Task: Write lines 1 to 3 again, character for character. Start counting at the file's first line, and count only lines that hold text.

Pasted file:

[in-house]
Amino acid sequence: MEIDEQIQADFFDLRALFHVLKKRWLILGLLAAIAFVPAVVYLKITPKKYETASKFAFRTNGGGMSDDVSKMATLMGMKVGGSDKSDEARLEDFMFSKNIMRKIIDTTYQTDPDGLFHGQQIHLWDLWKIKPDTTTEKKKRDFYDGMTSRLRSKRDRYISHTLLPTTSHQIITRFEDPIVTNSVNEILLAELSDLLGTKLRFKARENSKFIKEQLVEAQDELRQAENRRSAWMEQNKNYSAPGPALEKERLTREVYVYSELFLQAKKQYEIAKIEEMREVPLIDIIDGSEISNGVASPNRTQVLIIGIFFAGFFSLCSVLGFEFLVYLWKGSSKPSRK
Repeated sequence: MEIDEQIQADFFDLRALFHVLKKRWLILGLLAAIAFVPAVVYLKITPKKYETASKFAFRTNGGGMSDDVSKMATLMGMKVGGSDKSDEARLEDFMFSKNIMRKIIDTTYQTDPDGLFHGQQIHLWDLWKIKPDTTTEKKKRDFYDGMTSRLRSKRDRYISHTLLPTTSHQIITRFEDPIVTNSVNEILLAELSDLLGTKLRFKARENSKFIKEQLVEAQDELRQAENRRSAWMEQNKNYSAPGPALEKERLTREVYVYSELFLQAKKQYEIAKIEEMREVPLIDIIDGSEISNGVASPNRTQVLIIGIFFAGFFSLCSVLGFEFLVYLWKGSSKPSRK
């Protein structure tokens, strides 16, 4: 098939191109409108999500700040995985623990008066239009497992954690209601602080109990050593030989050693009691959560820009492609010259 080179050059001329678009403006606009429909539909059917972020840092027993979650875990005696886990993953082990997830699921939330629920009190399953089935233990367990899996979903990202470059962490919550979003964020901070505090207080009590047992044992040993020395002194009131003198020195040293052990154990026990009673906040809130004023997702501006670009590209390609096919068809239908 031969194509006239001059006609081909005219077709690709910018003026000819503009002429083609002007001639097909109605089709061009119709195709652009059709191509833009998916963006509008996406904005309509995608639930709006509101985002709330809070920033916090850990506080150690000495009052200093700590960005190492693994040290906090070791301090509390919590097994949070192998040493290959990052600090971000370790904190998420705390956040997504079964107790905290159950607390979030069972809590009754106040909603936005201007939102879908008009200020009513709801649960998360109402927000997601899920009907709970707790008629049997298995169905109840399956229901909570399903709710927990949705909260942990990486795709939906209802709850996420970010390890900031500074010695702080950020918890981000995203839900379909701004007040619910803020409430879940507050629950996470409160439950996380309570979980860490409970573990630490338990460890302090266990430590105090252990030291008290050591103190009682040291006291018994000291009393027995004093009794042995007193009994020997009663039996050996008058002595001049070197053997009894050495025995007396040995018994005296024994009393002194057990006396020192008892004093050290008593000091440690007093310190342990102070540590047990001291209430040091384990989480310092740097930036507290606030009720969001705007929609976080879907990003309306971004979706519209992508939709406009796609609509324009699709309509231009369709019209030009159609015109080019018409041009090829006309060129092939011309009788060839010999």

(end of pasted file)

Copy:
[in-house]
Amino acid sequence: MEIDEQIQADFFDLRALFHVLKKRWLILGLLAAIAFVPAVVYLKITPKKYETASKFAFRTNGGGMSDDVSKMATLMGMKVGGSDKSDEARLEDFMFSKNIMRKIIDTTYQTDPDGLFHGQQIHLWDLWKIKPDTTTEKKKRDFYDGMTSRLRSKRDRYISHTLLPTTSHQIITRFEDPIVTNSVNEILLAELSDLLGTKLRFKARENSKFIKEQLVEAQDELRQAENRRSAWMEQNKNYSAPGPALEKERLTREVYVYSELFLQAKKQYEIAKIEEMREVPLIDIIDGSEISNGVASPNRTQVLIIGIFFAGFFSLCSVLGFEFLVYLWKGSSKPSRK
Repeated sequence: MEIDEQIQADFFDLRALFHVLKKRWLILGLLAAIAFVPAVVYLKITPKKYETASKFAFRTNGGGMSDDVSKMATLMGMKVGGSDKSDEARLEDFMFSKNIMRKIIDTTYQTDPDGLFHGQQIHLWDLWKIKPDTTTEKKKRDFYDGMTSRLRSKRDRYISHTLLPTTSHQIITRFEDPIVTNSVNEILLAELSDLLGTKLRFKARENSKFIKEQLVEAQDELRQAENRRSAWMEQNKNYSAPGPALEKERLTREVYVYSELFLQAKKQYEIAKIEEMREVPLIDIIDGSEISNGVASPNRTQVLIIGIFFAGFFSLCSVLGFEFLVYLWKGSSKPSRK